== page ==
Can you drink wine on a diet? Some of us can and some can’t. Let’s find out which wines work for a healthy diet and some other important facts about wine versus your health.
Can You Drink Wine on a Diet?
Your metabolism and brain chemistry is unique to you so be sure to talk to your doctor or a nutritionist to get tailored advice. This article focuses specifically on the facts about wine and how to find the “most ideal” wines for a diet.
Many wines have zero carbs.
Carbohydrates in wine come in the form of grape sugars leftover after the fermentation completes. Thus, wine that ferments totally dry has no carbs because there’s no leftover sugar.
Wineries refer to leftover grape sugars as “residual sugar” or “RS” for short. And, many quality wine producers list a wine’s RS on their tech sheets.
Look for wines with 3 g/L of residual sugar or less.
A good rule of thumb if you’re counting your carbs is to look for wines with 3 or less grams per liter of residual sugar. This is a low number and results in just 2.25 carbohydrates or less in an entire bottle.
The wine featured in this video has no carbs and you can take a closer look at it’s technical details by clicking the wine information card above.
The Secrets of Wine Color
The professional’s wine tasting color chart.
A note about Prosecco (and other sparkling wines)
Prosecco and sparkling wines are a pretty good choice for the calorie-conscious drinker because they usually only have about 11%–12% ABV. But be warned, nearly all common grocery-store Prosecco contains about 2–4 carbs per serving.
Here’s how to decode the sweetness level listed on sparkling wines:
- Extra-Brut: up to 0.9 carbs per 5 oz (150 ml) serving.
- Brut: up to 1.8 carbs per 5 oz (150 ml) serving.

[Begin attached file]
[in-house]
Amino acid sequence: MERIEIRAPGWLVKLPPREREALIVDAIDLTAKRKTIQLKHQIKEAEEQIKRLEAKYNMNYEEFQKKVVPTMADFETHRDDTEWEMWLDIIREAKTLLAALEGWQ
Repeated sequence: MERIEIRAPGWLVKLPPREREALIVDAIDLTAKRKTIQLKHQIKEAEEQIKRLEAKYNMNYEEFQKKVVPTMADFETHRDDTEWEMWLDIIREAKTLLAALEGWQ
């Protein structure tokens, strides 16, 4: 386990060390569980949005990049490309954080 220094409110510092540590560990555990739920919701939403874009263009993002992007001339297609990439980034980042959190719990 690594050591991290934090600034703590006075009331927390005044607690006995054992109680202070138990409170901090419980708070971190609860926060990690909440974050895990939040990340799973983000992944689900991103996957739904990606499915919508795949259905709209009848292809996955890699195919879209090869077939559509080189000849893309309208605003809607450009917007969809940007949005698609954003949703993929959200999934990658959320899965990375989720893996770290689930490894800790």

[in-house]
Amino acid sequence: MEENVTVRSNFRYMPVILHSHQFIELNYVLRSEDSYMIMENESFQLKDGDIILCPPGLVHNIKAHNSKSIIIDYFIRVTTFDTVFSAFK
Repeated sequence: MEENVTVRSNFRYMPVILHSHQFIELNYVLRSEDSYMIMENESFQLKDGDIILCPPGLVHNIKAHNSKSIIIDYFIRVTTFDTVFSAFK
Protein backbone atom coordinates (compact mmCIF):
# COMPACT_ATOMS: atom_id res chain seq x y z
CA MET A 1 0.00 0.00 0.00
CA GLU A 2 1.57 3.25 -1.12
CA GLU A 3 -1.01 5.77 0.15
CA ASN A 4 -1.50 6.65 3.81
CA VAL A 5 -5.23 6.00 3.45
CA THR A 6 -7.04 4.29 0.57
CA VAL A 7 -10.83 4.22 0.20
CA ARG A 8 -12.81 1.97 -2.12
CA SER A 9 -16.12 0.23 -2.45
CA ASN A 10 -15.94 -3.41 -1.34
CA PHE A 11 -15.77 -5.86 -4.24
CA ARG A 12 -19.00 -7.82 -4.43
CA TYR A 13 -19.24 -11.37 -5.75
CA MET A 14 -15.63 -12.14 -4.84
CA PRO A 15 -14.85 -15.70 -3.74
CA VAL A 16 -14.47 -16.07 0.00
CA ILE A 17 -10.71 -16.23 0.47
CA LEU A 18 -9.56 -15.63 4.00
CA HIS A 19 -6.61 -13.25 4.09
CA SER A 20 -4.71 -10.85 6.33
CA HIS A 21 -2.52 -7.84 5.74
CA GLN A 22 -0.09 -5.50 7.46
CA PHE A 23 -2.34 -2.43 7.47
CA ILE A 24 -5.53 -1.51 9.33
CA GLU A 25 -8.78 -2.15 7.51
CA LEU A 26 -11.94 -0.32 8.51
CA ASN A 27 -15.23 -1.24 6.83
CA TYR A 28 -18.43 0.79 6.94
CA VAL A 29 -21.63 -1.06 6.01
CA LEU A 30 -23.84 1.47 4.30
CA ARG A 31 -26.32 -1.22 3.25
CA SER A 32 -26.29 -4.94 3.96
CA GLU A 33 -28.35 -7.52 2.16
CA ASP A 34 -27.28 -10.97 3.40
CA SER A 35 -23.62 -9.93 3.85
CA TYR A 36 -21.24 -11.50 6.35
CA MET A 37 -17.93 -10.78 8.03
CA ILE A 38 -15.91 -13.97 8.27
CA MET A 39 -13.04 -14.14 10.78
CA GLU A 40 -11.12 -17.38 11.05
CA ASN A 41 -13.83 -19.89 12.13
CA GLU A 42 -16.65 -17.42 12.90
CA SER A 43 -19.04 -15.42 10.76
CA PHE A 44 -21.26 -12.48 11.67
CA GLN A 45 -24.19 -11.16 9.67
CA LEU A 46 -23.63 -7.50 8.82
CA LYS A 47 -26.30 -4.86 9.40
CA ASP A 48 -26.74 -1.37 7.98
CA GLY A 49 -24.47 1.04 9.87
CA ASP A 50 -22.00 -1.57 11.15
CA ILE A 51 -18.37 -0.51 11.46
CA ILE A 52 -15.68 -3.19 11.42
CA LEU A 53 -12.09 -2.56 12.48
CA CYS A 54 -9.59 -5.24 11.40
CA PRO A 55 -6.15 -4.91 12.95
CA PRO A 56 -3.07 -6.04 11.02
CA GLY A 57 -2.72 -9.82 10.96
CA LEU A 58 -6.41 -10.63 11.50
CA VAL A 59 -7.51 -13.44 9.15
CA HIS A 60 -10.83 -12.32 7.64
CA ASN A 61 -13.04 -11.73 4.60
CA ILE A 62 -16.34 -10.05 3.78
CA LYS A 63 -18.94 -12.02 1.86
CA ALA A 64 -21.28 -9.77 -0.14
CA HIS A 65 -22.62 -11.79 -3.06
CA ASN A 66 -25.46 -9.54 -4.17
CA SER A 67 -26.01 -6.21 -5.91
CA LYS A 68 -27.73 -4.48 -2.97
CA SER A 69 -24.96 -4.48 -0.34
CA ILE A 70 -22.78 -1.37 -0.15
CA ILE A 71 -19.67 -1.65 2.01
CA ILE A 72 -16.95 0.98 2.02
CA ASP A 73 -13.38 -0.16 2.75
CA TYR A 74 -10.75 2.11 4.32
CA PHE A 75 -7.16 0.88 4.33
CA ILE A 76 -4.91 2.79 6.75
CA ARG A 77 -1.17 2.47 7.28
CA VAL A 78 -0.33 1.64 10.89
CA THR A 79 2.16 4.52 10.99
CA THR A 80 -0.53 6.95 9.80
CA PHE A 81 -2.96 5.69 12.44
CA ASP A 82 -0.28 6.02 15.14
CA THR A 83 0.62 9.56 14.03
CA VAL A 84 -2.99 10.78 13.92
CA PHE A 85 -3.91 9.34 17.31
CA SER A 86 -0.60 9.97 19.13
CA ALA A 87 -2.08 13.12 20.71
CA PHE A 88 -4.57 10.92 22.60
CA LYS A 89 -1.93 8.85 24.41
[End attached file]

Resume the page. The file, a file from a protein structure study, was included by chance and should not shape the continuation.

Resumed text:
- Extra-Dry: 1.8 to 2.55 carbs per 5 oz (150 ml) serving.
- Dry: 1.8 to 2.55 carbs per 5 oz (150 ml) serving.
Learn more about sparkling wine sweetness.
Wine contains calories in the form of alcohol.
Alcohol contains 7 calories per gram, so no matter what, you’re going to consume calories if you drink. Most wines range between 12%–15% alcohol by volume (ABV) which results in a calorie range of about 90–120 calories per serving.
By the way, a standard serving of wine is just 5 ounces (150 ml), so no heavy pours!
Alcohol tricks your brain into thinking you’re hungry.
One of the downsides to drinking wine is that it initiates your hypothalamus and amygdala. These two basic brain centers control things like emotions, body temperature regulation, hunger, and libido.
Thus, it’s very common for people to think they are hungry if they have a drink. In this way, alcohol can act as an appetite stimulant.
So, if you know sticking to your diet is going to be a challenge to begin with, adding alcohol to the mix makes it even more difficult.
Moderate drinking offers the most benefits.
Longterm studies with wine drinkers point to many benefits but it all goes null the moment you over drink.
The American Heart Association recommends that females drink no more than one drink per day and males no more than two drinks per day.
Why do men get to drink more? Biologically speaking, women have less alcohol-digesting enzymes than men which makes it more dangerous for women to consume as much.
Yes you can!
If you’re committing to improving your diet this year we wish you the best of luck! After exploring the facts around wine and how it affects your body, we hope you choose what’s best for your situation. And, as always: Salut!